Plants exhibit enormous plasticity, therefore they provide a great model for studying how cells and organisms respond and adapt to the constantly changing environment. Light is an environmental stimulus essential not only for energy production, but also for triggering a plethora of developmental and photoprotective responses.
The majority of light signalling components are constitutively localised or translocated into the nucleus and form subnuclear structures, also referred to as nuclear foci, photobodies or speckles to regulate gene expression, protein modification and DNA repair. Studies in animal systems indicate a direct correlation between the disruption of nuclear microdomains and the onset of heritable diseases, ageing and cancer. Any new findings in this area could have major applications in healthcare, agricultural sustainability and basic biosciences.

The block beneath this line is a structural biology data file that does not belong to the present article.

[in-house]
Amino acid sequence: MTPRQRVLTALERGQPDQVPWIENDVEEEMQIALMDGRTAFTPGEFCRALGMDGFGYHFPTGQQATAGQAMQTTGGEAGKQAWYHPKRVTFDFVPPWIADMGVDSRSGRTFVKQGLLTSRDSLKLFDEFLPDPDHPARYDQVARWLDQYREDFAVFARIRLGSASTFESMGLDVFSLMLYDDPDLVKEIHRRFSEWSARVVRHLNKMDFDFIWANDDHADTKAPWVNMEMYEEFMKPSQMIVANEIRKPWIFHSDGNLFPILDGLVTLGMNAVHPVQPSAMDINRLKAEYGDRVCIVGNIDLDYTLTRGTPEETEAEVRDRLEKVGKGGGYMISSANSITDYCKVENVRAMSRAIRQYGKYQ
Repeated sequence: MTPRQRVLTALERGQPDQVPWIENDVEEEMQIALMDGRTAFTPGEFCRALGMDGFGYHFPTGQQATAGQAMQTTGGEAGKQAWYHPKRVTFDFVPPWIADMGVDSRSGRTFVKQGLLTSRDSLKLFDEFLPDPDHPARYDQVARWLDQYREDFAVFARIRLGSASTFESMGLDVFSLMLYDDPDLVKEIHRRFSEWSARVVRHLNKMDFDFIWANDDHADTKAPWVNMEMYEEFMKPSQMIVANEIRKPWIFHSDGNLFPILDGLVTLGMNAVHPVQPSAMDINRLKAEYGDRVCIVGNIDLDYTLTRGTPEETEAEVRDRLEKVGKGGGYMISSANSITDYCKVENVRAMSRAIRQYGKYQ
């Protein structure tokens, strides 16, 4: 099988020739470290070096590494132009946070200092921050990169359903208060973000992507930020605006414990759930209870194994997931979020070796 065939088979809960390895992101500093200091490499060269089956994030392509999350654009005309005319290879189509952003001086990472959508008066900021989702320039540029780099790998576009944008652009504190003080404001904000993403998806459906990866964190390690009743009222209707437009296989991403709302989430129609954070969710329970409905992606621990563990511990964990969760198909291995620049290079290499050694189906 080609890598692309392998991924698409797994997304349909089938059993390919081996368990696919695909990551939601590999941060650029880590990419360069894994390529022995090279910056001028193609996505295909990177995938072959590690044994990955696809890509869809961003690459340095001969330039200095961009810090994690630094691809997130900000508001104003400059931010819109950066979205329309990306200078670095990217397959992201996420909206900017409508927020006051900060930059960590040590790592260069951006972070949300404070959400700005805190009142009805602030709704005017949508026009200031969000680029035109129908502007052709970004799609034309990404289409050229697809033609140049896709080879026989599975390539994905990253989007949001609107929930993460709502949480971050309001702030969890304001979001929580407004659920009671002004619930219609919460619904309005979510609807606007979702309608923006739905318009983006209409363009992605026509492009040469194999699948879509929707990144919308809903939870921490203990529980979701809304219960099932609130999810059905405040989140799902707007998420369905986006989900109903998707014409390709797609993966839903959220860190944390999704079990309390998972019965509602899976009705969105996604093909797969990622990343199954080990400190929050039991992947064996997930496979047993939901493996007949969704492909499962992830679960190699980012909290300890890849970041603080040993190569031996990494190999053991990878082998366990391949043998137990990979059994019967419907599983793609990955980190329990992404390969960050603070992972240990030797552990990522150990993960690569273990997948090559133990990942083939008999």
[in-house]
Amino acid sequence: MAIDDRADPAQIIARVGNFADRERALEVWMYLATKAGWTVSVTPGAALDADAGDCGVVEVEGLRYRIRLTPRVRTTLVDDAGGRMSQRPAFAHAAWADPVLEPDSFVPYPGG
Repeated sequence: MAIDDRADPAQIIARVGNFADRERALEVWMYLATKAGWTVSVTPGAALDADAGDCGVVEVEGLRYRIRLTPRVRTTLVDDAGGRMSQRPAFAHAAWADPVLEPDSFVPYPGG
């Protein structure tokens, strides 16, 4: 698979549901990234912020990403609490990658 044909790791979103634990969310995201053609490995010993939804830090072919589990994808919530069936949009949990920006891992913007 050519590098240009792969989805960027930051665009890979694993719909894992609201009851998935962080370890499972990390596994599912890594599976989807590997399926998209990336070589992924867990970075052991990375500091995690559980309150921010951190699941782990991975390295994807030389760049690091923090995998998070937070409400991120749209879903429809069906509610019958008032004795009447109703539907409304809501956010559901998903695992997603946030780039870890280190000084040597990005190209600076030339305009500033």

The focus of my research is to understand how environmental stimuli and genotoxic stress affect the organization of the plant nucleus, and how this translates into changes in cell elongation, division and differentiation. Identification and characterisation of novel components that bridge light signalling to protein stability, transcriptional regulation or DNA damage repair will provide better understanding of the role of photobody formation in plant growth, development and photoprotection.